Banka: Deciding between dividends and salary for company income

In getting money out of your corporation, what is the better option—dividends or salary?

Keep in mind that in an owner/managed incorporated business, usually everything comes out of the same pocket.

Depending on the kind of business, the corporate tax rates (13.5%) are currently lower than the lowest personal tax rates (20.5%).

Rental, investment and personal service businesses do not qualify for the small business deduction which results in a higher corporate tax rate.

Paying a salary will provide a monthly amount paid to the shareholder and also the payroll taxes and Canada Pension Plan are remitted on a periodic basis, which is easier on the cash flow.

If the shareholder withdraws money from the company on a regular basis anyway, this may be a good option and it also creates RRSP contribution room.

There have been cases of the Canada Revenue Agency ruling against a corporation, stating that the company should have been paying a salary and withholding the taxes due to the amount of regular withdrawals being made by the shareholder.

The company would have then been charged a penalty and interest for not making payroll remittances.

Dividends on the other hand, do not require the payment of any taxes withheld to the CRA, nor any CPP payments,  nor will there be any RRSP contribution room created.

Dividends are paid by the corporation from after-tax profit, which means that the corporation needs to pay taxes on the income before distributing any dividends.

Currently the required deductions for the CPP are at 4.95% as an employee which is matched by another 4.95% as the employer for a total of 9.9% for a shareholder/employee. These funds are then left in the government’s care to grow at perhaps 1-2% annually.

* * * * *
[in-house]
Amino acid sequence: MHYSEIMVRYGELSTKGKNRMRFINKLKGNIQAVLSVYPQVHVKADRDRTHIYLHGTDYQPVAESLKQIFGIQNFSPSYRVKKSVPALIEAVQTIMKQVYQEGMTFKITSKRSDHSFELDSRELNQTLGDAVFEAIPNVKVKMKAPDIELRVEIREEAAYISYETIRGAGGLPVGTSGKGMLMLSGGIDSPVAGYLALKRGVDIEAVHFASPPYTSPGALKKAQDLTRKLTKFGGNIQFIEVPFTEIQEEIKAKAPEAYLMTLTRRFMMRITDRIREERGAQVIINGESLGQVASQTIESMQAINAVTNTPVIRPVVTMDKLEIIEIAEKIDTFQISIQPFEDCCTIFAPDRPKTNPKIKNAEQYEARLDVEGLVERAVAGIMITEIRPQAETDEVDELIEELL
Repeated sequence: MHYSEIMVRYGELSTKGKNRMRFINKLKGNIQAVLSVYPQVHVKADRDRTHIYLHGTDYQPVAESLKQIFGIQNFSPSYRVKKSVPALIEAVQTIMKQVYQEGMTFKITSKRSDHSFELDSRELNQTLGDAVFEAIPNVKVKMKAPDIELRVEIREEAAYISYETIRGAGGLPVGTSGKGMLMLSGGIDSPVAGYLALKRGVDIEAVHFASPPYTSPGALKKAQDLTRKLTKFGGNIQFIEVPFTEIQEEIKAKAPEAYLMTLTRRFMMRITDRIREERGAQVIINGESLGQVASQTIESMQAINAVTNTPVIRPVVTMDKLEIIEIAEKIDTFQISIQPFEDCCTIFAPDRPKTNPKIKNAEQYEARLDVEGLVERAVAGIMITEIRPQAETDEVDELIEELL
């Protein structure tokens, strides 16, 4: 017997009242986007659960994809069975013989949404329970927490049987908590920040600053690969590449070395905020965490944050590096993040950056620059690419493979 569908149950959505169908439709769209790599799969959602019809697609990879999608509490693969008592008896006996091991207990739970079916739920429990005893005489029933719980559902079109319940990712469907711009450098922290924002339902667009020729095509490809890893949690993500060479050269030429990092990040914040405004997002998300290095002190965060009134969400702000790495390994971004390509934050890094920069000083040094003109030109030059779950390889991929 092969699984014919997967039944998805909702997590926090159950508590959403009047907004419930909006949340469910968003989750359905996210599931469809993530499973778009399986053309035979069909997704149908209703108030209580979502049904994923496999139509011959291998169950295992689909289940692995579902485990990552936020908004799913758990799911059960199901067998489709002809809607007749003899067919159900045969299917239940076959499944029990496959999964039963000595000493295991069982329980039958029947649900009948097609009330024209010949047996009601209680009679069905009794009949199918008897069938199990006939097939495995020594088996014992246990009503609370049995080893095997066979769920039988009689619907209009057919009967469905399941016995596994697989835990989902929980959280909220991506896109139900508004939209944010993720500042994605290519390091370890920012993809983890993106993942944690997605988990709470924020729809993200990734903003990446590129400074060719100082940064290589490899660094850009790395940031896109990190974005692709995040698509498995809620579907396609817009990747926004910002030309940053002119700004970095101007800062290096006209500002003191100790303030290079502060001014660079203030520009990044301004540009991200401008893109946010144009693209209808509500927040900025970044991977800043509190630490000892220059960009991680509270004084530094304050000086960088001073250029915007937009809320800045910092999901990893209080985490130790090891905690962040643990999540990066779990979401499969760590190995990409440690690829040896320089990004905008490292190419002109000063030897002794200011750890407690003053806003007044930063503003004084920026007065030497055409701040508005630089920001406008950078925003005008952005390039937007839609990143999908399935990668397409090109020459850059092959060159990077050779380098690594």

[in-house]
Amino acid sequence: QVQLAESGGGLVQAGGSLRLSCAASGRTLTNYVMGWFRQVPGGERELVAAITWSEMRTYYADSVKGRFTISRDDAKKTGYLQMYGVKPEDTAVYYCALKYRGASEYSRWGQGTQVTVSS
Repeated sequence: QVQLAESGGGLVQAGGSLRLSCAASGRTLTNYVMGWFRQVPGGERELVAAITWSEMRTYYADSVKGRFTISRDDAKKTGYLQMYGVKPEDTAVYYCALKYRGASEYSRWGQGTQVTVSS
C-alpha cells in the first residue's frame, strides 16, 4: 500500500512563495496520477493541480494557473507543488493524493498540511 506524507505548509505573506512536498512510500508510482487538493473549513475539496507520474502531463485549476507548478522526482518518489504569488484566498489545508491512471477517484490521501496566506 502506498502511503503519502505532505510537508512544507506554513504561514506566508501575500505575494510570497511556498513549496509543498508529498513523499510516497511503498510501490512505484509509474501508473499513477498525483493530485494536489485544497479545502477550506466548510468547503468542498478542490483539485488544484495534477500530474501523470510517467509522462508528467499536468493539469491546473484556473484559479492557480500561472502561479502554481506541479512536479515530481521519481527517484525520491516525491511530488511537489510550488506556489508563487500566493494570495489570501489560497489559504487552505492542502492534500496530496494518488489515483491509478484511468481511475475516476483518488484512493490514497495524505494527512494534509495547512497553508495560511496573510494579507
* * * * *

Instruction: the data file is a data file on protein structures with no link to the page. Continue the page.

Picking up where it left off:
If, as a business owner, you weren’t going to rely on your CPP for retirement, one option may be to take the 9.9% yourself and invest it into a Tax Free Savings Account.

You need to be careful that you don’t exceed the annual TFSA contribution limits, but you may be able to get a better return on your money by letting it grow within the TFSA.

One issue with the payment of dividends  is that they should not be paid out when there is negative retained earnings. How can you dividend out more earnings than the company has made?

Apparently, this is not an issue with the CRA because retained earnings represent after-tax income.

It does become an issue for creditors, though,  because if after payment of these dividends, the company becomes unable to pay its creditors as due, then those creditors may be able to seek satisfaction from the owners themselves which negates the limited liability protection of incorporation.

The other issue with payment of dividends is whether it will put the shareholder in a higher tax bracket.

Dividends are grossed up by 25% in the hands of the shareholder, so in order to avoid taxes on the dividends, the amount of dividends need to be limited to the level of the lowest tax bracket or $42,707 federally.

The taxpayer will then receive a dividend tax credit of 13.33%, which is supposed to offset the gross up and put the taxpayer in the same position that the corporation issuing the dividends would have been in.

There have been some legislative changes to separate the issuing of dividends by a privately owned corporation from a publicly held corporation.

The dividends issued by a publicly held corporation are classified as ‘eligible’ dividends and their gross up is 45% and the tax credit attached to this kind of dividend is 18.97%.

Although there is nothing that indicates that a privately owned corporation cannot issue eligible dividends, the classification is normally only used by public corporations.

Another problem with the issuing of too high of a dividend also arises in the case of those credits that are based on taxable income (line 234) of the income tax return.

Some of these credits are OAS, GIS, HST, Age Credit and Pharmacare. If line 234 is over a certain threshold amount (different for each credit)  then these credits or a portion of them are ‘clawed back’ as taxes until the next year’s income tax return is filed.

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